If you want to find all the keywords you possibly can related to a topic, using multiple free tools or getting a subscription to Wordtracker will make the most sense for you. Use several tools and combine the keywords you generate into a single list. If you find a tool with a reliable search volume and competitive analysis, run all the keywords you find through it and use the data generated from that single tool.
Organize the Keywords.
Select the keywords that are relevant to what you offer or to what you want to target in the content on your site.
Check the competition. Many keyword tools have a competitive analysis component to them. Others have advanced competitive analysis. If you have access to a keyword tool that measures competition you may want to give the data they produce for you a look. You may also check competition manually by visiting the sites that show up on page one and analyzing what it took for them to get there.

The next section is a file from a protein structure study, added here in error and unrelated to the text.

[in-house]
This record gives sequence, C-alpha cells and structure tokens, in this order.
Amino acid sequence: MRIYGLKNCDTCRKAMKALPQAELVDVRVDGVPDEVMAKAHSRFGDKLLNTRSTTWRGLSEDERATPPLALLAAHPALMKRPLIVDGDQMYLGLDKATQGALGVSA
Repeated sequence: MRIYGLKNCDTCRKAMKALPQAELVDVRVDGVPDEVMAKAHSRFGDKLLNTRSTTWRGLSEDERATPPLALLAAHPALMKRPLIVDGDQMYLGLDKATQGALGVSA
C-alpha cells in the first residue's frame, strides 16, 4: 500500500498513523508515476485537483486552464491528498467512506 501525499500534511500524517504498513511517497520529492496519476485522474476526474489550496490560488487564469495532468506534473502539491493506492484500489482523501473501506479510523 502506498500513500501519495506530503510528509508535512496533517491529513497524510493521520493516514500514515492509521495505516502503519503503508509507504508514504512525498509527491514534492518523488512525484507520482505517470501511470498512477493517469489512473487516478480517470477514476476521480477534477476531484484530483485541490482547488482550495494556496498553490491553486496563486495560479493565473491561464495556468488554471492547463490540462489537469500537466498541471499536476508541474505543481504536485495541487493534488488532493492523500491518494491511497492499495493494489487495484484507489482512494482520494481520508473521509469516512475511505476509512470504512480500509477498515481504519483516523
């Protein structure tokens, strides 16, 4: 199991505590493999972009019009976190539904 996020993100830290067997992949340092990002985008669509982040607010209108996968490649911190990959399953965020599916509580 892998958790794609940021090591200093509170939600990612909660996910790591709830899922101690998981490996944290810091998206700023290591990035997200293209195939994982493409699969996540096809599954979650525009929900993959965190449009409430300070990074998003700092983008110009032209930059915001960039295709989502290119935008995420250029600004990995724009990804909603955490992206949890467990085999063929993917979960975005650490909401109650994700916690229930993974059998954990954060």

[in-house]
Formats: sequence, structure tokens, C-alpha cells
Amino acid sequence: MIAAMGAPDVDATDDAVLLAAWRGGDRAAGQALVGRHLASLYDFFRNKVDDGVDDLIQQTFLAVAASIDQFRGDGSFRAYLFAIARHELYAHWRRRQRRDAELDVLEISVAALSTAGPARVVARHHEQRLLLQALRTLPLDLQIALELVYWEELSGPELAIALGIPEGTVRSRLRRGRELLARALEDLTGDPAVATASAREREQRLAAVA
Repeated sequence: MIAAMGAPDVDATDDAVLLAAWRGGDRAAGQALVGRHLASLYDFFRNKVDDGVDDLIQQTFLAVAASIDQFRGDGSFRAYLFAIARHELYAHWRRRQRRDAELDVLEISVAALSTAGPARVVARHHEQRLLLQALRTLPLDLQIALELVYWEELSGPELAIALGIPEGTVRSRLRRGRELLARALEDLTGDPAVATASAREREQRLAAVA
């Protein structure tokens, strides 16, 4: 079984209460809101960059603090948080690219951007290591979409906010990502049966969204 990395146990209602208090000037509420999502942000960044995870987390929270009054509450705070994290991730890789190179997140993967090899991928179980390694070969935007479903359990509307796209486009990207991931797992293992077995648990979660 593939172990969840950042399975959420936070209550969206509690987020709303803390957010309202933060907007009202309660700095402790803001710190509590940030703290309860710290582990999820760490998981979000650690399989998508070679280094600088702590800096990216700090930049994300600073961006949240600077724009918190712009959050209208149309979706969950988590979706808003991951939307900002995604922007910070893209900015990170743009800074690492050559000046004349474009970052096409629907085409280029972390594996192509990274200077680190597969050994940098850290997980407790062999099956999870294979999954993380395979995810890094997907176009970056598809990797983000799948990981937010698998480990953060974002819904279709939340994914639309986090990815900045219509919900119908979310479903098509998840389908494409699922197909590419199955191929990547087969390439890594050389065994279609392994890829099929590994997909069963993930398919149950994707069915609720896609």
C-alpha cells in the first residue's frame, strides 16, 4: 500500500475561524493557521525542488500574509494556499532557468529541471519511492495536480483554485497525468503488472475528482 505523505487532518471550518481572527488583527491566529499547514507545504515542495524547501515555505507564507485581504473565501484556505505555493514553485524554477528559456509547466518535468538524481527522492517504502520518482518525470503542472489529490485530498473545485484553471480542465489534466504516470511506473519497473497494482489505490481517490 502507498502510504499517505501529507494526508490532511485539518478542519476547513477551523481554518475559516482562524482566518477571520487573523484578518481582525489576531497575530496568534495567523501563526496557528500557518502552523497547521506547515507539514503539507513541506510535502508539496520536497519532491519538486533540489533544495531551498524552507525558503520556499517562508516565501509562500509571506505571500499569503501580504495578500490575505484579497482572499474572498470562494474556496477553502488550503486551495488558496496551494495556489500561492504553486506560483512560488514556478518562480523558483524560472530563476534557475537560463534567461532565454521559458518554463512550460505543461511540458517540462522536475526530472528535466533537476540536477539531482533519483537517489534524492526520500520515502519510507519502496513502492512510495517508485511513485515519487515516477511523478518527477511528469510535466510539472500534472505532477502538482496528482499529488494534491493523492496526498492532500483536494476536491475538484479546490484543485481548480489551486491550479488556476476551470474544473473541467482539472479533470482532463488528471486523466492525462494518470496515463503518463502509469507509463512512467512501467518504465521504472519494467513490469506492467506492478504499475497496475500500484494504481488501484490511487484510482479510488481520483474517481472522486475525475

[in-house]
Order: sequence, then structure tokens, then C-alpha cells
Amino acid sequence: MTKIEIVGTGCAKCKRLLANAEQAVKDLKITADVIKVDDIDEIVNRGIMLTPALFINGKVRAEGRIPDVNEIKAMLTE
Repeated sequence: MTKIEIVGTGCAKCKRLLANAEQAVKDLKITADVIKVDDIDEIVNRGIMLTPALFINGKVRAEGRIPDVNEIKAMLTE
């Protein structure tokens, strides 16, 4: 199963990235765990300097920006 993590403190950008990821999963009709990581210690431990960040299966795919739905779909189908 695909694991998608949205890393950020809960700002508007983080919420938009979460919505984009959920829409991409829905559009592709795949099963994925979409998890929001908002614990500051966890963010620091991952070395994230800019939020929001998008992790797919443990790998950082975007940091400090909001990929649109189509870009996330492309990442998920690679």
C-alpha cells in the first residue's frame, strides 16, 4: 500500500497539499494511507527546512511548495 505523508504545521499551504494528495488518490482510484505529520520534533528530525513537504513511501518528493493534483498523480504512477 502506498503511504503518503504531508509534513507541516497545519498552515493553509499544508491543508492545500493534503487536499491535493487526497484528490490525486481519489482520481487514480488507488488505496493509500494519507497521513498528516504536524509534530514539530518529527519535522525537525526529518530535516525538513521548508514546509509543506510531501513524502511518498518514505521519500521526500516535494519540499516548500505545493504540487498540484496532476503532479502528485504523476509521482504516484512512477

Check the popularity of your topic idea. Depending on your goals, it may not be enough to check the search volume and competition of your keyword ideas. You may also need to check whether or not the topic as a whole is popular. Use the social tools below to discover the current popularity of your keyword or topic idea:
Topsy allows you to see the number of tweets from the past 1, 4, 7, and 30 days. You can also see the most recent tweets along with links to recent content on the topic.
SocialMention is a useful tool for reviewing the popularity of a topic. See what people are saying about your topic across many social media outlets with a single search.
You can use Twitter search by including a hashtag and your keyword in the search box. Then click on the search icon. You'll see the latest tweets with your hashtag within them.
This will help you see what's most popular in your search query. In addition, the volume of tweets about your topic will help you determine if it's popular or not. If you only see a few tweets and many of them were created months ago, then this indicates your topic is not currently popular.